I will also tell you at this point about how to convert the previously physical standby database (you’ve opened it for read/write use at this point) back to a physical standby database once you have finished running the export jobs. This is a very simple flashback database command which is included with the Flashback DB Part 2 script at the bottom of this article.

The scripts to perform both parts of this operation are at the bottom of this article labelled “Flashback DB Part 1” and “Flashback DB Part 2“, respectively. To run these scripts you can need to call it with a variable which is used throughout the remainder of the script. I have done this so that the script can be used for multiple databases at the same time. You need to make sure that the correctly named directories are created before running this. Here is an example of how I would run it:

@flashback_DB_Part1.sql TEST

Once the DB has been opened in read/write mode you can run the export command(s), run in scripts to make changes, or do anything else that you want to do in the database.

2. Now that we have the data exported that we need to refresh our DEV DBs, we have to make these files available to the DEV DB servers. The issue we have here is that the physical standby databases, which are using Data Guard, are within the PROD domain but the DEV DB servers are in the DEV domain.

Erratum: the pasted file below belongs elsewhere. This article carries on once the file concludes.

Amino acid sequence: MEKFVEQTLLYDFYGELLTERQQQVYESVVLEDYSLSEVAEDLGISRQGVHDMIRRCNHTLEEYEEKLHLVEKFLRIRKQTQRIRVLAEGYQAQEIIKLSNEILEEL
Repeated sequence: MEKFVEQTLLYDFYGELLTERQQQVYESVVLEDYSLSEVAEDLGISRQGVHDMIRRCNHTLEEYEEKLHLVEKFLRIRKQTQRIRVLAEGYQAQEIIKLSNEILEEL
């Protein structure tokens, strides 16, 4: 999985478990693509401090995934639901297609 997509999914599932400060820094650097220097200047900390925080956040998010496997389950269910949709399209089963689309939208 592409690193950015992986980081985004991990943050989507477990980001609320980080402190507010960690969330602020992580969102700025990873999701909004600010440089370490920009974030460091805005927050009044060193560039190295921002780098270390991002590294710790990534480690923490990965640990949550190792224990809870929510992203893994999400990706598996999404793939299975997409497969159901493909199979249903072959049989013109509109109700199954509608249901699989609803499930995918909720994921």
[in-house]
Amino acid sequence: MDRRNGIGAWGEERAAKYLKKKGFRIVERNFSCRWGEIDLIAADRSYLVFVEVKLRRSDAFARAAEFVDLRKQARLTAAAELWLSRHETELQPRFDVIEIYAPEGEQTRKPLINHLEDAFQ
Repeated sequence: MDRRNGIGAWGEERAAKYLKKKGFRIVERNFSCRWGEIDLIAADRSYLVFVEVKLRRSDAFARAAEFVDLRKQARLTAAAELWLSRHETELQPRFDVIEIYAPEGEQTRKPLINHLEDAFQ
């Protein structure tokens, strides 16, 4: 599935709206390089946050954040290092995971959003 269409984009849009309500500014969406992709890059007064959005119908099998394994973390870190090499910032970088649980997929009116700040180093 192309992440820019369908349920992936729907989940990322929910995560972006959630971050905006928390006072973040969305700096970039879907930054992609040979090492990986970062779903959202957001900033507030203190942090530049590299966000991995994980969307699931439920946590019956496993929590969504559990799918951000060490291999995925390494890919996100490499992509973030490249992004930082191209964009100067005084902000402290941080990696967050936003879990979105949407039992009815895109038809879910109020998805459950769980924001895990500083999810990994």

To get around this we use SAN snapshot technology. The best way that I can think of to describe this is to say that it is equivalent to a materialized view in Oracle terminology. So, when you create the snapshot of the PROD disk and make it available as a disk on the DEV DB server you get a view of how the disk looked at that point in time. Future updates to the source (PROD) disk will not be available to the destination (DEV) disk until you take another snap of the disk (like a refresh of a materialized view). You can also write to the destination (DEV) disk without affecting the source disk; the writes just get written to separate disks in the background.